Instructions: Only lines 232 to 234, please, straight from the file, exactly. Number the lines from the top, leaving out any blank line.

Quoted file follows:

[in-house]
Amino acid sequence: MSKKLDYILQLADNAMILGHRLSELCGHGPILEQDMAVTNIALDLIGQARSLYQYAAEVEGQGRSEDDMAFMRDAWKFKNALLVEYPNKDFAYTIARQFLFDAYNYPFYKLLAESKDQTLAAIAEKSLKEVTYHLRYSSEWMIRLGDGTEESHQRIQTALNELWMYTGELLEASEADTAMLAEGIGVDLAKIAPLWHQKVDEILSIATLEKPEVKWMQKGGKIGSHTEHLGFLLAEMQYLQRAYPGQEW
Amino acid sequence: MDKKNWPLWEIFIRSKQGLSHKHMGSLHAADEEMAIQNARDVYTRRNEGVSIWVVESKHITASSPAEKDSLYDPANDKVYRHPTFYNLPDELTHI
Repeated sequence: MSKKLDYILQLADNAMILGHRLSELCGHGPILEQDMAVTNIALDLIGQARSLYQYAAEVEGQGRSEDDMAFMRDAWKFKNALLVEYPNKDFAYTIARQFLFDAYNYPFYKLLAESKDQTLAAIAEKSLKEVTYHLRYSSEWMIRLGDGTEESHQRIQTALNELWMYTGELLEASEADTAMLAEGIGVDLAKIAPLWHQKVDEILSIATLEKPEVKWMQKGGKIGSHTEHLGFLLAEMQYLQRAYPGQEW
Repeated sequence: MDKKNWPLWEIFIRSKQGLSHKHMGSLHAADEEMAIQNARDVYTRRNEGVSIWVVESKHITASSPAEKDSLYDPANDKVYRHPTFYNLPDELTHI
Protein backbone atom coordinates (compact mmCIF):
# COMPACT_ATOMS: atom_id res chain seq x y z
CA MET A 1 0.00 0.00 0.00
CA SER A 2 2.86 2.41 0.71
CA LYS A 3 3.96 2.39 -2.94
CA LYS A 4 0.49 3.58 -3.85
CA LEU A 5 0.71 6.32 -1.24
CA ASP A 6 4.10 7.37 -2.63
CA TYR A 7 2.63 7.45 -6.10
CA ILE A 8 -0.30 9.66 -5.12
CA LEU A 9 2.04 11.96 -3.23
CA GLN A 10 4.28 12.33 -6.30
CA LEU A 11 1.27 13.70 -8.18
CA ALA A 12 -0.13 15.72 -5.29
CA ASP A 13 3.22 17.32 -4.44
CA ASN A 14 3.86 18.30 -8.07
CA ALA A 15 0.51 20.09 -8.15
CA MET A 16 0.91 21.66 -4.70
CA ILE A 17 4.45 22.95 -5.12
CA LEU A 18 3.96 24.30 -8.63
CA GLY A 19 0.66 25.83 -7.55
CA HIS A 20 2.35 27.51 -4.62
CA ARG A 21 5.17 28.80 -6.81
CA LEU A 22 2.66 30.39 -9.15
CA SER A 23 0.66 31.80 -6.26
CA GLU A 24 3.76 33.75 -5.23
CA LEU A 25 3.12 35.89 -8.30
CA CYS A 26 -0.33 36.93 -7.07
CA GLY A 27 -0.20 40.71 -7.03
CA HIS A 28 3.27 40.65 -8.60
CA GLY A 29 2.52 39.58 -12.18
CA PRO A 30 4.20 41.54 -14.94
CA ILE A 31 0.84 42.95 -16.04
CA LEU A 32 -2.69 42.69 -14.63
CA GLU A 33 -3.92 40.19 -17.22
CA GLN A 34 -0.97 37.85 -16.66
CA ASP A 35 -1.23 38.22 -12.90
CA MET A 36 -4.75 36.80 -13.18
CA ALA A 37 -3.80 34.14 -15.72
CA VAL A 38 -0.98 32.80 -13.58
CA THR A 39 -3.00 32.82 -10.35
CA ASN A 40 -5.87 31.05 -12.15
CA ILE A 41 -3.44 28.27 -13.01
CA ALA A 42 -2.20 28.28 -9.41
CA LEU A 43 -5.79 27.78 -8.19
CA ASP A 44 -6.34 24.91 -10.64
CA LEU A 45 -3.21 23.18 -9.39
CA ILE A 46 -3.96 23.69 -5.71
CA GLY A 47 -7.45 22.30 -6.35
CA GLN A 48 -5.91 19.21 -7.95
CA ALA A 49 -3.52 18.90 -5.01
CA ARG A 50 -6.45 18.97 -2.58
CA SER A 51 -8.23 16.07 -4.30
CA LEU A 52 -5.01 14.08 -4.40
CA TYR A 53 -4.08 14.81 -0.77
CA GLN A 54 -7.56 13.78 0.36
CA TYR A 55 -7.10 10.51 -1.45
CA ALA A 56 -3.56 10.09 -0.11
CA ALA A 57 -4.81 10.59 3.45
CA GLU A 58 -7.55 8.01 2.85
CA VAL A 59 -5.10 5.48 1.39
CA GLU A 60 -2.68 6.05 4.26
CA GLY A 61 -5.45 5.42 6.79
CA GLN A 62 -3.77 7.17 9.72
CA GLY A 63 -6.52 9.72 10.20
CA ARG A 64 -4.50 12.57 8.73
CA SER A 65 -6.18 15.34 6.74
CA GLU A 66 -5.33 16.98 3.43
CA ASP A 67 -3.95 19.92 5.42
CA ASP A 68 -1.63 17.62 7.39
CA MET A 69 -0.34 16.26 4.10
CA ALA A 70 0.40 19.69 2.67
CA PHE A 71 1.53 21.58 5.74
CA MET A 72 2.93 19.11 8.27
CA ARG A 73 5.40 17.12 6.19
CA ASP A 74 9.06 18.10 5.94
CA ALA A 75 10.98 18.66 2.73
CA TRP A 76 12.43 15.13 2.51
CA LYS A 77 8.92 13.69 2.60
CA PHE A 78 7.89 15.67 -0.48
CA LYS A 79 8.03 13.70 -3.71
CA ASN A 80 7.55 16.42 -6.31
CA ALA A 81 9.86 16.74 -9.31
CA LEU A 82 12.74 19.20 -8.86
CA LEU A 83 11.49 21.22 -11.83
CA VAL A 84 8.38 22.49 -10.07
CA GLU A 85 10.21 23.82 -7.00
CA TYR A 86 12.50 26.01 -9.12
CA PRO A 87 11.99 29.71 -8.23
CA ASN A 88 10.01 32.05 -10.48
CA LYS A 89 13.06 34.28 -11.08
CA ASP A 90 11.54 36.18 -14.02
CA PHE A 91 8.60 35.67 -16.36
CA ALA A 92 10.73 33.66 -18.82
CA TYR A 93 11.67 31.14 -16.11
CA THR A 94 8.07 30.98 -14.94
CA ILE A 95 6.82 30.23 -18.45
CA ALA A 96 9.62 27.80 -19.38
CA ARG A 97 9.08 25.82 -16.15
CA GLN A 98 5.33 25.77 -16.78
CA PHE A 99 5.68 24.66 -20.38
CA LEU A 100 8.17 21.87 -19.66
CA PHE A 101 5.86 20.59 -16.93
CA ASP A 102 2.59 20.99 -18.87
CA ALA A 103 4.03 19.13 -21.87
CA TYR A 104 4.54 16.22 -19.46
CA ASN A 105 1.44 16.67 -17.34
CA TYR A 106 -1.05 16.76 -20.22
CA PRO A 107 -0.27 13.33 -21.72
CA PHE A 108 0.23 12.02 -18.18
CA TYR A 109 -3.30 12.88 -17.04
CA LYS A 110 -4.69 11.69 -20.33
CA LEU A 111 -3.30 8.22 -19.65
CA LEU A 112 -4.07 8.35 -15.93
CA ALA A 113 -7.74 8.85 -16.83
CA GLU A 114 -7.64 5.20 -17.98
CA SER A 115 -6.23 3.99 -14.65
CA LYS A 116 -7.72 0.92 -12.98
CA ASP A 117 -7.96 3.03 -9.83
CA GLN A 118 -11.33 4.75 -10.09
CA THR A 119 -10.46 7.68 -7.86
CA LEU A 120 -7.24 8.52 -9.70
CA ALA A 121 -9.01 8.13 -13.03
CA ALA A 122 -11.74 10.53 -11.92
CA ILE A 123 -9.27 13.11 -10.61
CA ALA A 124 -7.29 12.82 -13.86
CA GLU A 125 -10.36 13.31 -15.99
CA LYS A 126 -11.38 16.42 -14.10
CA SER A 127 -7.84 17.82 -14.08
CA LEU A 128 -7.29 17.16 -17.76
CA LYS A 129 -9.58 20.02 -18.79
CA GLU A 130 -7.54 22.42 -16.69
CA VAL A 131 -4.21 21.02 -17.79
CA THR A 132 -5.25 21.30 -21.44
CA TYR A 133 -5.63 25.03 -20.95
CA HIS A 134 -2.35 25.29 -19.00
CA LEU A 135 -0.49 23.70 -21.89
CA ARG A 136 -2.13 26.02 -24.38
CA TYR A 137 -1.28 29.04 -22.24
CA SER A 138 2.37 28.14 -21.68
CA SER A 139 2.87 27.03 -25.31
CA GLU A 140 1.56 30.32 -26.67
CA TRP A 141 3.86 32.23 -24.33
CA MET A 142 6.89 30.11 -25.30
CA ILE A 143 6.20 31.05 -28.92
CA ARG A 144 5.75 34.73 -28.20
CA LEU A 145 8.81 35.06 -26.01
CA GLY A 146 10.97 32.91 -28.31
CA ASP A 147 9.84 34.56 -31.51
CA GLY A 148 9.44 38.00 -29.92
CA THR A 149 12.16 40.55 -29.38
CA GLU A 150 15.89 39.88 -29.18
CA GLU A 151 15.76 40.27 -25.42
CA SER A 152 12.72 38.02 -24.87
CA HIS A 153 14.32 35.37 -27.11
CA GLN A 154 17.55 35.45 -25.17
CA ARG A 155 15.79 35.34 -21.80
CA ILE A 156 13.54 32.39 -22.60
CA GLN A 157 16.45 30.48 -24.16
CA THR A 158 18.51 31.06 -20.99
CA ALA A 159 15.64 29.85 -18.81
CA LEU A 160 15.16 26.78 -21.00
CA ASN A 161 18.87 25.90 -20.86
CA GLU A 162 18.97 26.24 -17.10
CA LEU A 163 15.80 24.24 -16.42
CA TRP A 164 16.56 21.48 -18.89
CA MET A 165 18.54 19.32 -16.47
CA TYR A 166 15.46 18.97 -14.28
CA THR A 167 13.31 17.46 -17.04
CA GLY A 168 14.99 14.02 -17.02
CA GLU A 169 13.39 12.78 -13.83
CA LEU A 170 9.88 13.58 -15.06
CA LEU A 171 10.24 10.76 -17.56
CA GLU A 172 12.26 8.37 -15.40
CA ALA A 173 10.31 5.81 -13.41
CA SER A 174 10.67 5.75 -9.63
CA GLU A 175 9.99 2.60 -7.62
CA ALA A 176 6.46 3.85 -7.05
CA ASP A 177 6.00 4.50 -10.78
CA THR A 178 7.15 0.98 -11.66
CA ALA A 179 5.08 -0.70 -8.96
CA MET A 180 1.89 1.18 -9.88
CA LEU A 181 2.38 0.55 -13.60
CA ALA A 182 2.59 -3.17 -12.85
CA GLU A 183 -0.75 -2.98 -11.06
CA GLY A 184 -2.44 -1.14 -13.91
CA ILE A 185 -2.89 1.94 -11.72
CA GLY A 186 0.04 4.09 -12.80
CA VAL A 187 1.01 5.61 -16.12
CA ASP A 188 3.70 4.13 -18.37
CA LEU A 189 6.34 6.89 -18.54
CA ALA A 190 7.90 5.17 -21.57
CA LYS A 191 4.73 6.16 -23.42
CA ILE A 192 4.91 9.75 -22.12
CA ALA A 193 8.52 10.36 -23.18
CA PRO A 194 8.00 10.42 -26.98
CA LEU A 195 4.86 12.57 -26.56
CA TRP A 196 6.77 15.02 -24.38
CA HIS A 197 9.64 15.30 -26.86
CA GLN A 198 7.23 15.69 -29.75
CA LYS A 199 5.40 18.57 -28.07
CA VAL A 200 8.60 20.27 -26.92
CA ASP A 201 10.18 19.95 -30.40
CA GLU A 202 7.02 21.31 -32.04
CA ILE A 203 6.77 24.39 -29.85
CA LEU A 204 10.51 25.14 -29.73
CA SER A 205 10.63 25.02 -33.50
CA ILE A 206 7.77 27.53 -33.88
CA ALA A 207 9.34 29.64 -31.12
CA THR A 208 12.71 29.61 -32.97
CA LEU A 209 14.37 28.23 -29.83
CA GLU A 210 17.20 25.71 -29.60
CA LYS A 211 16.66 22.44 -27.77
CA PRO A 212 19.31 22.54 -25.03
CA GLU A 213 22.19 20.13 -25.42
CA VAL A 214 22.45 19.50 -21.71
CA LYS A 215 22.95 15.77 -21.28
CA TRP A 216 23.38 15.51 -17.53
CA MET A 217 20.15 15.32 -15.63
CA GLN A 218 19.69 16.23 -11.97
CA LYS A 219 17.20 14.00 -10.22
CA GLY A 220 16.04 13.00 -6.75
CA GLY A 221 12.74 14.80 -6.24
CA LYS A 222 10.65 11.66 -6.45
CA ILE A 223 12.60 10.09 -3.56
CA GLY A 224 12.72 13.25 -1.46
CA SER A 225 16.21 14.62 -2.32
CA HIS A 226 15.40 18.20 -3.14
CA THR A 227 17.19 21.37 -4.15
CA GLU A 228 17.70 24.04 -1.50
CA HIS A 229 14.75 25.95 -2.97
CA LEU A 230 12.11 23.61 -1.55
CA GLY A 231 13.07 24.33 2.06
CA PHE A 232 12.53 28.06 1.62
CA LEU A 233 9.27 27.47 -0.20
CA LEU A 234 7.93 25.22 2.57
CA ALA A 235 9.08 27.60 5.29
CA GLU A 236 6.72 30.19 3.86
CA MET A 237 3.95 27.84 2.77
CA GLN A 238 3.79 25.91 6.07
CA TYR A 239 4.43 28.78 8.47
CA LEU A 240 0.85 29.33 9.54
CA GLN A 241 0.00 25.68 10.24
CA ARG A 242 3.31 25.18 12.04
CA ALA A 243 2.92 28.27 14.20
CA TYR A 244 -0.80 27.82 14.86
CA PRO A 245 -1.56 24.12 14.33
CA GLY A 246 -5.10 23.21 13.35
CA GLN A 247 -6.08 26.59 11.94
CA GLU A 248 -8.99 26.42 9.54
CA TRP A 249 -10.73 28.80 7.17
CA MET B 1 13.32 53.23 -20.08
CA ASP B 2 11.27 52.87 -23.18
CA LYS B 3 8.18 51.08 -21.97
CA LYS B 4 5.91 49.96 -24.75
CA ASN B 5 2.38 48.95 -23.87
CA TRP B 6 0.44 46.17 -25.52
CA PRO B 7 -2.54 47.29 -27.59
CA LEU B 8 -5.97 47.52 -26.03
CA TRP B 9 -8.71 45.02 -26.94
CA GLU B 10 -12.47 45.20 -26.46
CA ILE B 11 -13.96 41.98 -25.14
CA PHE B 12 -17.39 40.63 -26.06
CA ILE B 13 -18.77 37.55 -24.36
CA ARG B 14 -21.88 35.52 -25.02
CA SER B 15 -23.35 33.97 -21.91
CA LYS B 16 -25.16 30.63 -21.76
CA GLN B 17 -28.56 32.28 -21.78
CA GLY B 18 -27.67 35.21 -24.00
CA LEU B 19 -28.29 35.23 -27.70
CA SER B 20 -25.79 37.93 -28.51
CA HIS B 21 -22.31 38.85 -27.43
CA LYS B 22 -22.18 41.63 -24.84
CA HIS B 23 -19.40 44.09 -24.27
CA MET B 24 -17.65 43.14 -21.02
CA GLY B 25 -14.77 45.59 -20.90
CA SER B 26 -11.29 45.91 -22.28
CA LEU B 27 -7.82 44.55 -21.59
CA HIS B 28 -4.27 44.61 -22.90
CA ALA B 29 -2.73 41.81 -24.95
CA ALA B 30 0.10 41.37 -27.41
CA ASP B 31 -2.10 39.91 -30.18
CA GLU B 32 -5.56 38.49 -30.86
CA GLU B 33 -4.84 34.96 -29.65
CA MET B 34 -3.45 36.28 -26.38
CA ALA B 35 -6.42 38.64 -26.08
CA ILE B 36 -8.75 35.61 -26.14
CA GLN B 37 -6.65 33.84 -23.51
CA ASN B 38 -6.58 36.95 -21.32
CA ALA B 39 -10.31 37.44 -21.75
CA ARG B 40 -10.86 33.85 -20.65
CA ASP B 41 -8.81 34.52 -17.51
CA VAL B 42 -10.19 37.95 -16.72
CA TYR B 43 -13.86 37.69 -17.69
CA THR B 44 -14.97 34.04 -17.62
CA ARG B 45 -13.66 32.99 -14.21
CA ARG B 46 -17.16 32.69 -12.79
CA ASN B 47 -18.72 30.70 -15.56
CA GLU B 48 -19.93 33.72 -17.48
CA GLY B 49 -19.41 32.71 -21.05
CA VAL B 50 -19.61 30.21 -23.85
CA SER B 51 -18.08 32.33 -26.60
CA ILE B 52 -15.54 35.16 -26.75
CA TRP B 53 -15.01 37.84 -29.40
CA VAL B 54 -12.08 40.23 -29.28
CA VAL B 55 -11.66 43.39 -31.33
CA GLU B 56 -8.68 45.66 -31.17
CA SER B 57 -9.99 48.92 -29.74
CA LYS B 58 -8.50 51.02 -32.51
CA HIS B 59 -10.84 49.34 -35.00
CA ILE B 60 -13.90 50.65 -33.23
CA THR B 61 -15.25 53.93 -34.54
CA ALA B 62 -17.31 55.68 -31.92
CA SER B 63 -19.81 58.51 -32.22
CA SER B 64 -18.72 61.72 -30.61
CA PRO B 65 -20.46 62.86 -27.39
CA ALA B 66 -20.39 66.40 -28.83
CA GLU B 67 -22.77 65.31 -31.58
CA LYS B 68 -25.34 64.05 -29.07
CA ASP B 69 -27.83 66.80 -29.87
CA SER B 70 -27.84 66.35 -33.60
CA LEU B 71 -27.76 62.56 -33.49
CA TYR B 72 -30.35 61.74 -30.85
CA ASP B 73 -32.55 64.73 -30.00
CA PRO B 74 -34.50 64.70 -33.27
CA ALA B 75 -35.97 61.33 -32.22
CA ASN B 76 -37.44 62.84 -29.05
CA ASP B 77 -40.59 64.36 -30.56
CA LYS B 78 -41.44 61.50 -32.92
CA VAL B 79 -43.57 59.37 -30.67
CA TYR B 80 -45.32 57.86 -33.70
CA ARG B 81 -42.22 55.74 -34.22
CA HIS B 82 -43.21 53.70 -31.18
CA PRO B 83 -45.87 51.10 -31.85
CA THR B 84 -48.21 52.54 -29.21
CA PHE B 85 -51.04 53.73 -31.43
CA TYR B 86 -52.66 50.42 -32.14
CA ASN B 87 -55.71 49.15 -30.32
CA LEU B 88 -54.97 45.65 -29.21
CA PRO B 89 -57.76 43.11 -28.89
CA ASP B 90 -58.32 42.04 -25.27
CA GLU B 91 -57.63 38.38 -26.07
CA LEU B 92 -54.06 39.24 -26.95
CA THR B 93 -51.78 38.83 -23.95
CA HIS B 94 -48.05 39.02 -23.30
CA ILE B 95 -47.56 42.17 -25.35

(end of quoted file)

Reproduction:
CA SER A 225 16.21 14.62 -2.32
CA HIS A 226 15.40 18.20 -3.14
CA THR A 227 17.19 21.37 -4.15